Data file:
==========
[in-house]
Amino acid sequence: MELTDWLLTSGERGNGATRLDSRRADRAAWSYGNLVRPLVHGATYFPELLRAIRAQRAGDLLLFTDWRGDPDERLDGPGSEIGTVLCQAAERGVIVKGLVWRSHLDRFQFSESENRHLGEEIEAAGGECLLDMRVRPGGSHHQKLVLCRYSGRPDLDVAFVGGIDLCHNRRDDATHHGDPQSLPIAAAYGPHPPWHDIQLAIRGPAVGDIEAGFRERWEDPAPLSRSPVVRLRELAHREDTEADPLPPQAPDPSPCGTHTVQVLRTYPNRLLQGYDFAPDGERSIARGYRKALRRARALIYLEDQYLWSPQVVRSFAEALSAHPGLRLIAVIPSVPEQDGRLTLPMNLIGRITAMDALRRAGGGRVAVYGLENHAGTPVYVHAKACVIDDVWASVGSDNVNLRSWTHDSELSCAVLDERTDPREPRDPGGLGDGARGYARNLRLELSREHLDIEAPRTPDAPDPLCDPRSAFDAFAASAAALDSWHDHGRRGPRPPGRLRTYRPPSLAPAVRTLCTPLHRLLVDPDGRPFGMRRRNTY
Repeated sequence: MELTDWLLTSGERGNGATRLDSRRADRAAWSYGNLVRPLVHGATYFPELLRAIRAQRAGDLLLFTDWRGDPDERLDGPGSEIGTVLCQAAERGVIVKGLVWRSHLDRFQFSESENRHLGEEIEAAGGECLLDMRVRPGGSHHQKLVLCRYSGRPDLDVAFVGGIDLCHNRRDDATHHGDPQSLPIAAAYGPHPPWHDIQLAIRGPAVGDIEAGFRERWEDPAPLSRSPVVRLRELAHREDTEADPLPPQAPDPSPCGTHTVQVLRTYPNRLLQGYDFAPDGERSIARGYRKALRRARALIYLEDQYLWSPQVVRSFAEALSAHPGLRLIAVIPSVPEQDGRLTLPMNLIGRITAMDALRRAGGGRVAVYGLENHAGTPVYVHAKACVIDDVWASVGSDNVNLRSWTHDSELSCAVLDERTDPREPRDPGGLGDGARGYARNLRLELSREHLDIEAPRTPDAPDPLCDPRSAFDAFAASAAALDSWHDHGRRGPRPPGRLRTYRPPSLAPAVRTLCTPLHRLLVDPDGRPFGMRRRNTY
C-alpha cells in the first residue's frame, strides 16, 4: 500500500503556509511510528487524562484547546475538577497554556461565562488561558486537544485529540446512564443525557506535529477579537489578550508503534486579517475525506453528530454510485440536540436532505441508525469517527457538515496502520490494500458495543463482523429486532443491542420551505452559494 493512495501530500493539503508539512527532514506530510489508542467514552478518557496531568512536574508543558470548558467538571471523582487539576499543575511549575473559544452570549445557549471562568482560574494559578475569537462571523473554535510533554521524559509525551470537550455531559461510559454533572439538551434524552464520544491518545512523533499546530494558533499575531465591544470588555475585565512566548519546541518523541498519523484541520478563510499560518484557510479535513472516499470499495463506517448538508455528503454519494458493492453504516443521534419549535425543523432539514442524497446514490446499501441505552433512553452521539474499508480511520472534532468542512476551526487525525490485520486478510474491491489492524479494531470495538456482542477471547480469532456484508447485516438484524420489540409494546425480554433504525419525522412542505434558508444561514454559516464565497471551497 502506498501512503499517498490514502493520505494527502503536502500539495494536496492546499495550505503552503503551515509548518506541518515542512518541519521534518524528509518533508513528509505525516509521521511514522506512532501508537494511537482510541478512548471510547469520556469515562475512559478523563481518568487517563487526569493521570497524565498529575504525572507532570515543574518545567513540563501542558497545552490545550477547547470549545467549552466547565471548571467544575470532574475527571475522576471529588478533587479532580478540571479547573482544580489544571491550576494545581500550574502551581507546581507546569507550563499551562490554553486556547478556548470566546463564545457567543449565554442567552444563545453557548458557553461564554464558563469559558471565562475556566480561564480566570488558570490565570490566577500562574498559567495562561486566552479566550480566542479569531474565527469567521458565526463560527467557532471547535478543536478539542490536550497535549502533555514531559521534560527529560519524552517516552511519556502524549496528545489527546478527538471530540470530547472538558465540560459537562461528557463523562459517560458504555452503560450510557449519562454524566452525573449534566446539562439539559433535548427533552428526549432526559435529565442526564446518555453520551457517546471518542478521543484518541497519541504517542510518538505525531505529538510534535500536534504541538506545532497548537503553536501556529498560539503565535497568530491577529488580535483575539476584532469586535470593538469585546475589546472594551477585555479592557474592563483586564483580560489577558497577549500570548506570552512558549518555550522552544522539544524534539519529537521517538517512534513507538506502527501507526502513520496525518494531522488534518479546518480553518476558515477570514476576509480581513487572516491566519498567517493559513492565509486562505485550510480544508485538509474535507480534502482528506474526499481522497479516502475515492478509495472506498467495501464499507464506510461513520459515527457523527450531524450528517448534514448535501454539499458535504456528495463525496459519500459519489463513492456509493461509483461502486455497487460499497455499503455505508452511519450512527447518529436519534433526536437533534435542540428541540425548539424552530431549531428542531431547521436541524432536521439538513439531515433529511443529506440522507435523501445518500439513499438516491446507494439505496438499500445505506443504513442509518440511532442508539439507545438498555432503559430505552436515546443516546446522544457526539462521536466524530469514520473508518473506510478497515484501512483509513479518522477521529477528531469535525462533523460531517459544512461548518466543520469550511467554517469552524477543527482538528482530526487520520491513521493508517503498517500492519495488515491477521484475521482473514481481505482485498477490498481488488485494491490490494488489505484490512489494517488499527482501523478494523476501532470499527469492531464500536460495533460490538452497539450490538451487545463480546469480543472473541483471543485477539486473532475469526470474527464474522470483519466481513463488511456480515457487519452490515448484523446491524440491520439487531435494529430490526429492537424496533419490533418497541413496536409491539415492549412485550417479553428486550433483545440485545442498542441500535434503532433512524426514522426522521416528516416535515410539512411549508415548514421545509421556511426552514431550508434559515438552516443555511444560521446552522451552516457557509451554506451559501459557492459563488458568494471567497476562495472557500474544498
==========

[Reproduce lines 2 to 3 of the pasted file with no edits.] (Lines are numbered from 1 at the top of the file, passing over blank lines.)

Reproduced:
Amino acid sequence: MELTDWLLTSGERGNGATRLDSRRADRAAWSYGNLVRPLVHGATYFPELLRAIRAQRAGDLLLFTDWRGDPDERLDGPGSEIGTVLCQAAERGVIVKGLVWRSHLDRFQFSESENRHLGEEIEAAGGECLLDMRVRPGGSHHQKLVLCRYSGRPDLDVAFVGGIDLCHNRRDDATHHGDPQSLPIAAAYGPHPPWHDIQLAIRGPAVGDIEAGFRERWEDPAPLSRSPVVRLRELAHREDTEADPLPPQAPDPSPCGTHTVQVLRTYPNRLLQGYDFAPDGERSIARGYRKALRRARALIYLEDQYLWSPQVVRSFAEALSAHPGLRLIAVIPSVPEQDGRLTLPMNLIGRITAMDALRRAGGGRVAVYGLENHAGTPVYVHAKACVIDDVWASVGSDNVNLRSWTHDSELSCAVLDERTDPREPRDPGGLGDGARGYARNLRLELSREHLDIEAPRTPDAPDPLCDPRSAFDAFAASAAALDSWHDHGRRGPRPPGRLRTYRPPSLAPAVRTLCTPLHRLLVDPDGRPFGMRRRNTY
Repeated sequence: MELTDWLLTSGERGNGATRLDSRRADRAAWSYGNLVRPLVHGATYFPELLRAIRAQRAGDLLLFTDWRGDPDERLDGPGSEIGTVLCQAAERGVIVKGLVWRSHLDRFQFSESENRHLGEEIEAAGGECLLDMRVRPGGSHHQKLVLCRYSGRPDLDVAFVGGIDLCHNRRDDATHHGDPQSLPIAAAYGPHPPWHDIQLAIRGPAVGDIEAGFRERWEDPAPLSRSPVVRLRELAHREDTEADPLPPQAPDPSPCGTHTVQVLRTYPNRLLQGYDFAPDGERSIARGYRKALRRARALIYLEDQYLWSPQVVRSFAEALSAHPGLRLIAVIPSVPEQDGRLTLPMNLIGRITAMDALRRAGGGRVAVYGLENHAGTPVYVHAKACVIDDVWASVGSDNVNLRSWTHDSELSCAVLDERTDPREPRDPGGLGDGARGYARNLRLELSREHLDIEAPRTPDAPDPLCDPRSAFDAFAASAAALDSWHDHGRRGPRPPGRLRTYRPPSLAPAVRTLCTPLHRLLVDPDGRPFGMRRRNTY